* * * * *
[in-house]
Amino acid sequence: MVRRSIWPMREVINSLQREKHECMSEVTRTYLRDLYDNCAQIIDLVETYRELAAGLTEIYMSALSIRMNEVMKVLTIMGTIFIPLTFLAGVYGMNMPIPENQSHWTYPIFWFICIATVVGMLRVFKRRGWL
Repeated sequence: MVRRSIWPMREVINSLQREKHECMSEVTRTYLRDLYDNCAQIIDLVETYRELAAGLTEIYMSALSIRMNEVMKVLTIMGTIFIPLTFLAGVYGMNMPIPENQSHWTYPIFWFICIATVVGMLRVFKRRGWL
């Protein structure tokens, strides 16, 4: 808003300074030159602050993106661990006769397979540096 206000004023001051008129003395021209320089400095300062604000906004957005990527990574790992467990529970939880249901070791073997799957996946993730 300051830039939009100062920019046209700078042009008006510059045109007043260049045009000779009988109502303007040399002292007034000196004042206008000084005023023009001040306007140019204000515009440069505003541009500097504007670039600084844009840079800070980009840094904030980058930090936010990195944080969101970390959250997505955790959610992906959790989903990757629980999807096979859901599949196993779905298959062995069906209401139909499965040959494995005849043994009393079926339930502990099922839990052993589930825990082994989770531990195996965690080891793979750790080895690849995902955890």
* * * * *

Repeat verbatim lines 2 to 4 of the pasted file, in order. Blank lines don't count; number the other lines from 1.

Amino acid sequence: MVRRSIWPMREVINSLQREKHECMSEVTRTYLRDLYDNCAQIIDLVETYRELAAGLTEIYMSALSIRMNEVMKVLTIMGTIFIPLTFLAGVYGMNMPIPENQSHWTYPIFWFICIATVVGMLRVFKRRGWL
Repeated sequence: MVRRSIWPMREVINSLQREKHECMSEVTRTYLRDLYDNCAQIIDLVETYRELAAGLTEIYMSALSIRMNEVMKVLTIMGTIFIPLTFLAGVYGMNMPIPENQSHWTYPIFWFICIATVVGMLRVFKRRGWL
């Protein structure tokens, strides 16, 4: 808003300074030159602050993106661990006769397979540096 206000004023001051008129003395021209320089400095300062604000906004957005990527990574790992467990529970939880249901070791073997799957996946993730 300051830039939009100062920019046209700078042009008006510059045109007043260049045009000779009988109502303007040399002292007034000196004042206008000084005023023009001040306007140019204000515009440069505003541009500097504007670039600084844009840079800070980009840094904030980058930090936010990195944080969101970390959250997505955790959610992906959790989903990757629980999807096979859901599949196993779905298959062995069906209401139909499965040959494995005849043994009393079926339930502990099922839990052993589930825990082994989770531990195996965690080891793979750790080895690849995902955890």